What are the language milestones I should look out for in my bilingual child?

What are the language milestones I should look out for in my bilingual child?

Language milestones is a highly talked about topic among parents, who are understandably concerned about their child’s speech development. Language development is important in your child’s overall development as it enables your child to express their feelings, think for themselves, and maintain relationships with those around them.


In this blog post, we summarise the language milestones that you can expect at the respective ages in a typically developing child. As explained in our earlier post, bilingualism is not usually linked to speech delays and bilingual children experience the same language developmental milestones as monolingual children.


There are however, a few things to note when looking at language development milestones for bilingual children:

  1. Look at the sum of the words a child knows across both languages for the milestones. E.g. the same 50-word vocabulary that monolingual speakers reach is divided across two languages for bilingual children.

  2. Don’t be too concerned about pronunciation, especially before 4 years old.

  3. “Code mixing” or “code switching” is a natural part of bilingualism and should not be recognised as “mistakes”. E.g. If your child says “I eat 苹果”, it is still considered a 3-word sentence.

  4. At any point in time, if you are concerned about delays in language milestones, it is best to talk to your paediatrician or a speech therapist so they can do a proper assessment and provide any necessary help.




By 18 months

  • understand up to 50 words and some short phrases
  • follow simple instructions (e.g. put it back)
  • point to familiar objects when named (e.g. where’s the ball?)
  • point to some pictures in familiar books
  • say 6 to 20 single words (some easier to understand than others)
  • copy words and noises
  • name a few body parts

By 2 years

  • follow 2 part instructions (e.g. Go to your room and get your shoes)
  • respond to simple what and where questions
  • point to several body parts and pictures in books when named 
  • understand when an object is ‘in’ and ‘on’ something.
  • say more than 50 single words
  • combines 2 to 3 words to form a sentence
  • use their tone of voice to ask a question (e.g.,‘teddy go?’)
  • say ‘no’ when they do not want something 
  • start to use ‘mine’ and ‘my’.

By 3 years

  • follow more complex two part instructions (e.g., give me the doll and throw the ball) 
  • understand what, where who
  • understand the concepts of ‘same’ and ‘different’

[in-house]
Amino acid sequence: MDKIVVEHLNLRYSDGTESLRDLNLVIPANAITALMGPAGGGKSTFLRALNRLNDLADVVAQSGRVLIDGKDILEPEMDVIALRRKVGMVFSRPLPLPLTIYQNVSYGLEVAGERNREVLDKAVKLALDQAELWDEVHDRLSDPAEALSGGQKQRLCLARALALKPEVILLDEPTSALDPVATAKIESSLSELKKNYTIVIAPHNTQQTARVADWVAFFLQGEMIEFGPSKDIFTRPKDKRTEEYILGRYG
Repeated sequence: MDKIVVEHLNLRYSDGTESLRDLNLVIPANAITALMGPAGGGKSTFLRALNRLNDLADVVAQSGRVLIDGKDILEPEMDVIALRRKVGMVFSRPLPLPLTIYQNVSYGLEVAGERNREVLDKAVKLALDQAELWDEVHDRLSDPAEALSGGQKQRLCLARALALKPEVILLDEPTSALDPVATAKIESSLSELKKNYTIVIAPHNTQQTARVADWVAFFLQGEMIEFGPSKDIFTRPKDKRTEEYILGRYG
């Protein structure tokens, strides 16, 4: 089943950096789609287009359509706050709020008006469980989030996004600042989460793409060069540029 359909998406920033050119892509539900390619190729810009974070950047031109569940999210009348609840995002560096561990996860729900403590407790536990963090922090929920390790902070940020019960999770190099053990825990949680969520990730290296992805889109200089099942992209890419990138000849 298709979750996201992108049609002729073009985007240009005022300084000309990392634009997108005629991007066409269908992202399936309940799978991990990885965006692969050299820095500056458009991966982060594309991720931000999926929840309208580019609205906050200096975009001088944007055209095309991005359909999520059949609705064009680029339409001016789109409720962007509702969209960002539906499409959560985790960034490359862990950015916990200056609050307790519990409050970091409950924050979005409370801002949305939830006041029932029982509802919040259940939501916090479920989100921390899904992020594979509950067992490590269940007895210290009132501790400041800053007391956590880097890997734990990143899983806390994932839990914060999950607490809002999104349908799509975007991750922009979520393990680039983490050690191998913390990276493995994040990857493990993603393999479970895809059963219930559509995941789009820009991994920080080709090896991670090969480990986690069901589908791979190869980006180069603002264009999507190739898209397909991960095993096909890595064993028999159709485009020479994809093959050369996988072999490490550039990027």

• sort items into groups when asked (e.g., toys vs food) 
  • recognise some basic colours.
  • say four to five words in a sentence 
  • use a variety of words for names, actions, locations and descriptions 
  • ask questions using ‘what’, ‘where’ and ‘who’ 
  • talk about something in the past, but may use ‘-ed’ a lot (e.g., ‘he goed there’)
  • have a conversation, but may not take turns or stay on topic. 

By 4 years

  • answer most questions about daily tasks  understand most wh-questions, including those about a story they have recently heard 
  • understand some numbers
  • show an awareness that some words start or finish with the same sounds.
  • use words, such as ‘and’, ‘but’ and ‘because’, to make longer sentences 
  • describe recent events, such as morning routines
  • ask lots of questions 
  • use personal pronouns (e.g., he/ she, me/you) and negations (e.g., don’t/can’t)
  • count to five and name a few colours.

By 5 years

  • follow three part instructions (e.g., put on your shoes, get your backpack and line up outside) 
  • understand time related words  (e.g., ‘before’, ‘after’, ‘now’ and ‘later’) 
  • start thinking about the meaning of words when learning
  • understand instructions without stopping to listen 
  • begin to recognise some letters, sounds and numbers.
  • use well formed sentences to be understood by most people 
  • take turns in increasingly longer conversations
  • tell simple, short stories with beginning, middle and end 
  • use past and future verbs correctly (e.g., ‘went’, ‘will go’) 


In Singapore’s context, bilingualism is an important aspect of language development for our young children. While bilingualism may seem to impact your child’s language milestones, it is important to evaluate the child holistically, based on their progress in both languages, instead of only a single language.



Chan, E. (2001). Language development in bilingual children:

A primer for pediatricians. Retrieved 20th January from https://www.contemporarypediatrics.com/view/language-development-bilingual-children-primer-pediatricians


Lowry, L. (2016). Bilingualism in Young Children: Separating Fact from Fiction. Retrieved 20th January from http://www.hanen.org/helpful-info/articles/bilingualism-in-young-children--separating-fact-fr.aspx


Pena, E, Bedore, L & Kester, E (2015). Assessment of language impairment in bilingual children using semantic tasks: two languages classify better than one. Retrieved 20th January from https://www.ncbi.nlm.nih.gov/pmc/articles/PMC5902179/


Speech Pathology Australia. Communication Milestones. Retrieved 20th January from


Back to blog

Leave a comment

Please note, comments need to be approved before they are published.